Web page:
According to Professor Judt, liberals favor "keeping other people out of our lives, leaving individuals the maximum space in which to live and flourish as they choose."

That is certainly in keeping with the dictionary definition of liberalism and with most contemporary liberals' vision of themselves. But, if we follow Justice Oliver Wendell Holmes' admonition to "think things, not words" and look beyond the label to the tangible realities of the world, we find almost the exact opposite of what the word "liberal" is supposed to mean.

Most of us would probably regard the current administration in Washington-- both the White House and the Congress-- as "liberal," even though the word "progressive" may be more in vogue.


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Does the sweeping legislation empowering federal officials to tell doctors, patients, hospitals, and insurance companies what to do, when it comes to medical care, sound like leaving individuals the maximum space to live their lives as they choose?

Communities that have had overwhelmingly liberal elected officials for decades abound in nanny state regulations, micro-managing everything from home-building to garbage collection. San Francisco is a classic example. Among its innumerable micro-managing laws is one recently passed requiring that gas stations must remove the little levers that allow motorists to pump gas into their cars without having to hold the nozzle.

Liberals are usually willing to let people violate the traditional standards of the larger society but crack down on those who dare to violate liberals' own notions and fetishes.

Our academic institutions are overwhelmingly dominated by liberals. They feature speech codes that punish politically incorrect statements. Even to apply to many colleges and universities, students must have spent time as "volunteers" for activities arbitrarily defined by admissions committees as "community service."

As for conservatism, it has no specific political meaning, because everything depends on what you are trying to conserve. In the last days of the Soviet Union, those who were trying to maintain the Communist system were widely-- and correctly-- described as "conservatives," though they had nothing in common with such conservatives as William F. Buckley or Milton Friedman.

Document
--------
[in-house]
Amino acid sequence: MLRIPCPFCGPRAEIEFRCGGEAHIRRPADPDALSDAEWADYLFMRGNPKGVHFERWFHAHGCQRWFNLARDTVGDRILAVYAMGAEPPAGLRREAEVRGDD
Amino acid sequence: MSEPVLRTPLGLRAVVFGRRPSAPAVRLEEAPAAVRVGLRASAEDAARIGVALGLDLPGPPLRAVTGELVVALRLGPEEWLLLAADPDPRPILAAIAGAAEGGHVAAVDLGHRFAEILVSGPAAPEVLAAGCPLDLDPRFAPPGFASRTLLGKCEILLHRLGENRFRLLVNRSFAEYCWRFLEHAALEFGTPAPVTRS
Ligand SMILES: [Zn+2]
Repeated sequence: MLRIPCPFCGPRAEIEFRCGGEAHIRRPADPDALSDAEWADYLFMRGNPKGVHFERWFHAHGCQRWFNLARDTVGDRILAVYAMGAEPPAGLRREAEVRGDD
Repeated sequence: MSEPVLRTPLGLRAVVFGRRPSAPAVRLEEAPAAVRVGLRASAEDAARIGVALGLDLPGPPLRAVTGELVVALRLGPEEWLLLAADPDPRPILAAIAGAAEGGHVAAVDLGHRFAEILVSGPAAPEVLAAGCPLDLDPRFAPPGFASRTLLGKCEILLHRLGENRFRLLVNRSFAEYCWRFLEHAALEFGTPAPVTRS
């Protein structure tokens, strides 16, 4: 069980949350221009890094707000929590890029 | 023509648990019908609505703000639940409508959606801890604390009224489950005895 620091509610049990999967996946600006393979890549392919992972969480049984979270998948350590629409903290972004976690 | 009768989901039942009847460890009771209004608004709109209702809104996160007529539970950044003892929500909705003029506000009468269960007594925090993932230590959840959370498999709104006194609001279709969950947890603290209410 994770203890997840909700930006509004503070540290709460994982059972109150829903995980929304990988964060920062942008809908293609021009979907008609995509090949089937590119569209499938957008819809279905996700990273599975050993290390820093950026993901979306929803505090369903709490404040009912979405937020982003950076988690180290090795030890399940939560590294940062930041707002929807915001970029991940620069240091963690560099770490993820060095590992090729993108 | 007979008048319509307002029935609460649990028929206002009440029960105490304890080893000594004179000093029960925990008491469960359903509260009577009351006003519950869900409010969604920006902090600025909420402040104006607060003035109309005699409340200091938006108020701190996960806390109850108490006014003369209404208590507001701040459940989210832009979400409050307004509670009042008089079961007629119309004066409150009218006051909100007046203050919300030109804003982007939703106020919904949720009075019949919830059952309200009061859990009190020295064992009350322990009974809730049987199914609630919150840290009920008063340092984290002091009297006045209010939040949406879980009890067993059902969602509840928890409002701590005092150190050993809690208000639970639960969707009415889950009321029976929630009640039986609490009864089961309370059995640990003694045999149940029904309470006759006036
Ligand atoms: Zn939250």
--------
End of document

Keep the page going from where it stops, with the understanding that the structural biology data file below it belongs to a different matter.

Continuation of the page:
Professor Friedman for years fought a losing battle against being labeled a conservative. He considered himself a liberal in the original sense of the word and wrote a book titled "The Tyranny of the Status Quo." Friedman proposed radical changes in things ranging from the public schools to the Federal Reserve System.

But he is remembered today as one of the great conservatives of our time. Great, yes. But conservative? It depends on what you mean by conservative.

Conservatism, in its original meaning, would require preserving the welfare state and widespread government intervention in the economy. Neither Milton Friedman nor most of the other people designated as conservatives today want that.

Liberals often flatter themselves with having the generosity that the word implies. Many of them might be shocked to discover that Ronald Reagan donated a higher percentage of his income to charity than either Ted Kennedy or Franklin D. Roosevelt. Nor was this unusual. Conservatives in general donate more of their income and their time to charitable endeavors and donate far more blood.

We are probably stuck with having to use words like liberal and conservative. But we can at least recognize them as nothing more than political flags of convenience. We need not accept these words literally, as the money of fools.